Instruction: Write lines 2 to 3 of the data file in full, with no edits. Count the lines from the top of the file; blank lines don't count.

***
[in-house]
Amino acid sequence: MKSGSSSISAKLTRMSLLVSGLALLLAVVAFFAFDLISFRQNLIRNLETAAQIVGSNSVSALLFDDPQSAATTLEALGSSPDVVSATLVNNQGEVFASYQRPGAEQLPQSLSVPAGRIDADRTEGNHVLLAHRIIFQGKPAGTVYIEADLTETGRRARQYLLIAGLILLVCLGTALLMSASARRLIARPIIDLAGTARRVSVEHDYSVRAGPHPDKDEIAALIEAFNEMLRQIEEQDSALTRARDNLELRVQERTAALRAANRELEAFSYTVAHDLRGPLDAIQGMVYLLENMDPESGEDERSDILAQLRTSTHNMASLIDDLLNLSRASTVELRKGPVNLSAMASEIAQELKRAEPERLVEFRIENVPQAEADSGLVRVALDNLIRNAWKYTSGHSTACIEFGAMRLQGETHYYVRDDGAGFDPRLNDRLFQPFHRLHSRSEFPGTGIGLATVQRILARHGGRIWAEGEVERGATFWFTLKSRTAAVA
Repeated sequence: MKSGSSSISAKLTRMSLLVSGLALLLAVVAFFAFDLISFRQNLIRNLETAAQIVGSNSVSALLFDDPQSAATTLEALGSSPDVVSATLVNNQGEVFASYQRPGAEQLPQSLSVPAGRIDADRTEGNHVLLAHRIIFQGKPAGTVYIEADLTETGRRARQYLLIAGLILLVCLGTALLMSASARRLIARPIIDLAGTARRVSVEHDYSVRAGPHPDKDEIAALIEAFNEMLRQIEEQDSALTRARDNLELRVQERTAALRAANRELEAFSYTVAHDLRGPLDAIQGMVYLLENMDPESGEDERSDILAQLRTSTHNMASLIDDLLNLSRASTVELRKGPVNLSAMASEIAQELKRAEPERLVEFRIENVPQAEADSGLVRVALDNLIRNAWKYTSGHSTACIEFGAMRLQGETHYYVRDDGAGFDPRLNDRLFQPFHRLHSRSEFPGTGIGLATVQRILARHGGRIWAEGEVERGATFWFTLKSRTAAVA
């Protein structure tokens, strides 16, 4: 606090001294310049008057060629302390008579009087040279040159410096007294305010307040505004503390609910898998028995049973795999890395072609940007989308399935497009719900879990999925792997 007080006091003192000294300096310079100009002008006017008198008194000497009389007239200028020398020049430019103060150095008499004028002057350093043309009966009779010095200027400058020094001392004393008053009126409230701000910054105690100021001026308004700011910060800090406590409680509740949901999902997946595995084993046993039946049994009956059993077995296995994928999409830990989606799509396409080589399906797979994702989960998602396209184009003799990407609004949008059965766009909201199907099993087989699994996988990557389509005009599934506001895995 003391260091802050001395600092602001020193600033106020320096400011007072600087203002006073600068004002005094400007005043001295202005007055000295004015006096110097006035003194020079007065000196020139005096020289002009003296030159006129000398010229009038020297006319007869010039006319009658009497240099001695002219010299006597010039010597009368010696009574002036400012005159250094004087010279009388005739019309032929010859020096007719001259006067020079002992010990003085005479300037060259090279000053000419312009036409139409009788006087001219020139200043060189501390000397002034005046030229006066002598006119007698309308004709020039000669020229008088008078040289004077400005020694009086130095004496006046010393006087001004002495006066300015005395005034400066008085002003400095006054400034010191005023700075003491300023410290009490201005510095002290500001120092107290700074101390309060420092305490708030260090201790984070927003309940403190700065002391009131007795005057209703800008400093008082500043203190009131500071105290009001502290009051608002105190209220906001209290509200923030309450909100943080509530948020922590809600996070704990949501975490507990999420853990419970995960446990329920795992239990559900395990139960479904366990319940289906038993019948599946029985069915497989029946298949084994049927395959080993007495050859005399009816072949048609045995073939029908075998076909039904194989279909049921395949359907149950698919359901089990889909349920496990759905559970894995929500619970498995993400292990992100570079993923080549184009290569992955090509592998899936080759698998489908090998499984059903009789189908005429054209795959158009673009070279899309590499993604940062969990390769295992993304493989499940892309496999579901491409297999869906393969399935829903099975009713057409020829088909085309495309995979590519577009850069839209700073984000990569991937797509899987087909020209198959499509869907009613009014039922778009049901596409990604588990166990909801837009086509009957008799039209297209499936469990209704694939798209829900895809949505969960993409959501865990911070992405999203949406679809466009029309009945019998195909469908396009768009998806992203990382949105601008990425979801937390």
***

Amino acid sequence: MKSGSSSISAKLTRMSLLVSGLALLLAVVAFFAFDLISFRQNLIRNLETAAQIVGSNSVSALLFDDPQSAATTLEALGSSPDVVSATLVNNQGEVFASYQRPGAEQLPQSLSVPAGRIDADRTEGNHVLLAHRIIFQGKPAGTVYIEADLTETGRRARQYLLIAGLILLVCLGTALLMSASARRLIARPIIDLAGTARRVSVEHDYSVRAGPHPDKDEIAALIEAFNEMLRQIEEQDSALTRARDNLELRVQERTAALRAANRELEAFSYTVAHDLRGPLDAIQGMVYLLENMDPESGEDERSDILAQLRTSTHNMASLIDDLLNLSRASTVELRKGPVNLSAMASEIAQELKRAEPERLVEFRIENVPQAEADSGLVRVALDNLIRNAWKYTSGHSTACIEFGAMRLQGETHYYVRDDGAGFDPRLNDRLFQPFHRLHSRSEFPGTGIGLATVQRILARHGGRIWAEGEVERGATFWFTLKSRTAAVA
Repeated sequence: MKSGSSSISAKLTRMSLLVSGLALLLAVVAFFAFDLISFRQNLIRNLETAAQIVGSNSVSALLFDDPQSAATTLEALGSSPDVVSATLVNNQGEVFASYQRPGAEQLPQSLSVPAGRIDADRTEGNHVLLAHRIIFQGKPAGTVYIEADLTETGRRARQYLLIAGLILLVCLGTALLMSASARRLIARPIIDLAGTARRVSVEHDYSVRAGPHPDKDEIAALIEAFNEMLRQIEEQDSALTRARDNLELRVQERTAALRAANRELEAFSYTVAHDLRGPLDAIQGMVYLLENMDPESGEDERSDILAQLRTSTHNMASLIDDLLNLSRASTVELRKGPVNLSAMASEIAQELKRAEPERLVEFRIENVPQAEADSGLVRVALDNLIRNAWKYTSGHSTACIEFGAMRLQGETHYYVRDDGAGFDPRLNDRLFQPFHRLHSRSEFPGTGIGLATVQRILARHGGRIWAEGEVERGATFWFTLKSRTAAVA